Interviewers want proof of what you’ve accomplished or failed to accomplishment. You can prove your assertions by delivering a well crafted story. You’ve probably heard of the STAR formula. You’ll use this formula to guide yourself through telling your story.
The four-letter acronym stands for.
S: situation faced at work.
T: your task in the situation.
A: actions you took to solve the situation.
R: the final result/s.
However, there is one component of your story that will bring your story round circle. Can you guess what it is?
The letter to remember is“L” which stands for what you learned from the situation. This letter is an important component in your story because, as mentioned above, it wraps up your answer.
In an interview you’re asked the common behavioral-based question, “What has been you toughest challenge thus far in your career?” Here is an abbreviated answer you might give.
S: The university needed consistent branding across departments.
T: My task was to oversee the process; a process that took a year to complete.
A: The actions I took were to:
- assign a task force to help make this process happen;
- decide on consistent colors and fonts for signage, the university website, and peripheral materials;
- ensure all of this met the board of directors expectations.
R: It was a long process, but the president of the school and the board of directors were extremely impressed. All was completed on time and under budget.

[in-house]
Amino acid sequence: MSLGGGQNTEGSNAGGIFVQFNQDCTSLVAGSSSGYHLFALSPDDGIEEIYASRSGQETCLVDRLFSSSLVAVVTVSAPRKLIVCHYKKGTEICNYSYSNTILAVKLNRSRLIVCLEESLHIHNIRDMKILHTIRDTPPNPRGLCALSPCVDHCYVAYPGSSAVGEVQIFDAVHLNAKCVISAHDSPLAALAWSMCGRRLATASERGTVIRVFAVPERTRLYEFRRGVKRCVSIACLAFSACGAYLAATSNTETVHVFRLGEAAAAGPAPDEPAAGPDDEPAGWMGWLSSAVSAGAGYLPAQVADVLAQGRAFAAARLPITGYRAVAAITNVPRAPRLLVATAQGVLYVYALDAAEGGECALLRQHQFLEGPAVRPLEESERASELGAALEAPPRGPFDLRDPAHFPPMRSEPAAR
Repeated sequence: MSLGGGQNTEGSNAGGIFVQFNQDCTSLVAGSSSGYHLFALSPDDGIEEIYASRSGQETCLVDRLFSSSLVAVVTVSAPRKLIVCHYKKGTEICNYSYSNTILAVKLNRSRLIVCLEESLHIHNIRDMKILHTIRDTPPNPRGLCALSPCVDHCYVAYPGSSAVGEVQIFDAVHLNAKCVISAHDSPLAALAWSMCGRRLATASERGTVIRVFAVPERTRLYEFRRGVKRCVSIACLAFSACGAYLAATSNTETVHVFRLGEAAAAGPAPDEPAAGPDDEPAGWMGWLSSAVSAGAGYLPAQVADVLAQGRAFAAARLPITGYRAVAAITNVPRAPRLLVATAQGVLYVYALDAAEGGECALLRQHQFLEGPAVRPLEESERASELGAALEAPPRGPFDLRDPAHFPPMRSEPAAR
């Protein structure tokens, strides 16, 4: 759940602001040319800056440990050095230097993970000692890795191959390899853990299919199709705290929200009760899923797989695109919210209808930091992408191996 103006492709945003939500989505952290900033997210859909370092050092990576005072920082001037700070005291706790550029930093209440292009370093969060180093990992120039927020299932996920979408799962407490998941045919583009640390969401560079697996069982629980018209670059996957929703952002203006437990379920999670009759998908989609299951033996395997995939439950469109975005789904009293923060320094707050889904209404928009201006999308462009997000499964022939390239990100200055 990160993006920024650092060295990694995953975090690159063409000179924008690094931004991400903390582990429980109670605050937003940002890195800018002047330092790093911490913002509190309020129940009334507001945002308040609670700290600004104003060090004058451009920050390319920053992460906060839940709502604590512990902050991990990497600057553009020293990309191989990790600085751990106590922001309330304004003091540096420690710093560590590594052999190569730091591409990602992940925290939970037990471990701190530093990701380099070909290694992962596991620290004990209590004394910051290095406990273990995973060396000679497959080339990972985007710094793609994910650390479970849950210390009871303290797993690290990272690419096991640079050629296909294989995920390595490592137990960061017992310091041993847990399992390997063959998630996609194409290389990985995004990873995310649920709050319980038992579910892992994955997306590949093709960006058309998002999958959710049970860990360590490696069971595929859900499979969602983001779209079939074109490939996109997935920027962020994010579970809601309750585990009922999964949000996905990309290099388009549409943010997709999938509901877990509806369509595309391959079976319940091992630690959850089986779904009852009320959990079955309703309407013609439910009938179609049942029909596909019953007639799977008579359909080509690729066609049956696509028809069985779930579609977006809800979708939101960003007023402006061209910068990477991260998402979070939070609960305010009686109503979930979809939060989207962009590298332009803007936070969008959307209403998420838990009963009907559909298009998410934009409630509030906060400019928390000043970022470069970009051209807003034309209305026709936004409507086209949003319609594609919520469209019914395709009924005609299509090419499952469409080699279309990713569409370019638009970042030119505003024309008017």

Ending your story with what you learned
As said earlier, your story isn’t complete. The interviewer wants to know what you learned from the experience. This is a time which will require self-reflection, not a trite answer because you’re happy with your success story.
Your learning statement should be relevant to the STAR story and company’s needs. It should also be brief. Here is an example of how you might, bring the story round circle.
“What I learned from this experience are threefold. First, I can lead a large project with a large number of pieces.
“Second, I learned that I can be an effective leader of many departments. I know this is an important part of this role.
“Third, attention to detail is imperative, especially when thousands of banners, business cards, pen and other swag are being produced. I made this a top priority.”
Every area of this answer adds value to the candidate. It shows the ability to lead, attend to details, communicate between departments, organize and set priorities, among other skills. In other words, it gives you the opportunity to add more value to your story.
Using the STAR formula is a great way to show proof of what you assert, but to really hammer your answer home, you should tell interviewers what you learned from the situation faced at work.
Photo: Flickr, Jenna